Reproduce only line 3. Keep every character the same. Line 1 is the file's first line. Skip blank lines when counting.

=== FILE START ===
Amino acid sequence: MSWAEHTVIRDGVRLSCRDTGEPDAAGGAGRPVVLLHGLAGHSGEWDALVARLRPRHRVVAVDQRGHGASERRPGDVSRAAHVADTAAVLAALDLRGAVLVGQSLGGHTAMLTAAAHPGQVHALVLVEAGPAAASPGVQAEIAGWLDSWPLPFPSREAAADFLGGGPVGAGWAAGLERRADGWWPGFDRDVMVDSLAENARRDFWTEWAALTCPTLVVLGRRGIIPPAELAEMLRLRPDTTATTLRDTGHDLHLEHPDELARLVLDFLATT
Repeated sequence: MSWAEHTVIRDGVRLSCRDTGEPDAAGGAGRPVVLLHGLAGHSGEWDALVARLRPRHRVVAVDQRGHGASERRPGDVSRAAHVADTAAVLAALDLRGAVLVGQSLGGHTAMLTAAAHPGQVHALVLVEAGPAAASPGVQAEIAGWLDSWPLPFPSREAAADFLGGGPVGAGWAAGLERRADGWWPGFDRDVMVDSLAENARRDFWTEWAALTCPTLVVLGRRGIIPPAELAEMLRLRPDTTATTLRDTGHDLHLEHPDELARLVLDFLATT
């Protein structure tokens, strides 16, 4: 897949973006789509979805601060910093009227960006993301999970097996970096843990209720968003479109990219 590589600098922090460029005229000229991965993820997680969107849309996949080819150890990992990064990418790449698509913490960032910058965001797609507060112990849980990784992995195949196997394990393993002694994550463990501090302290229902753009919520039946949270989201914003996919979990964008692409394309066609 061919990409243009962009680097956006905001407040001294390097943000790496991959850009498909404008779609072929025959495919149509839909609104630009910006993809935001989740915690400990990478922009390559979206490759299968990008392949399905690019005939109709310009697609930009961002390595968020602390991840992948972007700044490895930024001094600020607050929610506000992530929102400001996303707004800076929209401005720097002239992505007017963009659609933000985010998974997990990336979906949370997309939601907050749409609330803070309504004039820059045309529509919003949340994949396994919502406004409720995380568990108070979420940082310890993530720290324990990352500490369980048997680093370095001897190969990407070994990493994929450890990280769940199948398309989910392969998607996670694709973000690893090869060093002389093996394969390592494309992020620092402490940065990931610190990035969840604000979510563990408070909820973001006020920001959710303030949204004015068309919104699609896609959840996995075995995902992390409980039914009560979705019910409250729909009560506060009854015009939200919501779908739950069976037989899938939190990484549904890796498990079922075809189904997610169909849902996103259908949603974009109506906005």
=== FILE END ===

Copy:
């Protein structure tokens, strides 16, 4: 897949973006789509979805601060910093009227960006993301999970097996970096843990209720968003479109990219 590589600098922090460029005229000229991965993820997680969107849309996949080819150890990992990064990418790449698509913490960032910058965001797609507060112990849980990784992995195949196997394990393993002694994550463990501090302290229902753009919520039946949270989201914003996919979990964008692409394309066609 061919990409243009962009680097956006905001407040001294390097943000790496991959850009498909404008779609072929025959495919149509839909609104630009910006993809935001989740915690400990990478922009390559979206490759299968990008392949399905690019005939109709310009697609930009961002390595968020602390991840992948972007700044490895930024001094600020607050929610506000992530929102400001996303707004800076929209401005720097002239992505007017963009659609933000985010998974997990990336979906949370997309939601907050749409609330803070309504004039820059045309529509919003949340994949396994919502406004409720995380568990108070979420940082310890993530720290324990990352500490369980048997680093370095001897190969990407070994990493994929450890990280769940199948398309989910392969998607996670694709973000690893090869060093002389093996394969390592494309992020620092402490940065990931610190990035969840604000979510563990408070909820973001006020920001959710303030949204004015068309919104699609896609959840996995075995995902992390409980039914009560979705019910409250729909009560506060009854015009939200919501779908739950069976037989899938939190990484549904890796498990079922075809189904997610169909849902996103259908949603974009109506906005």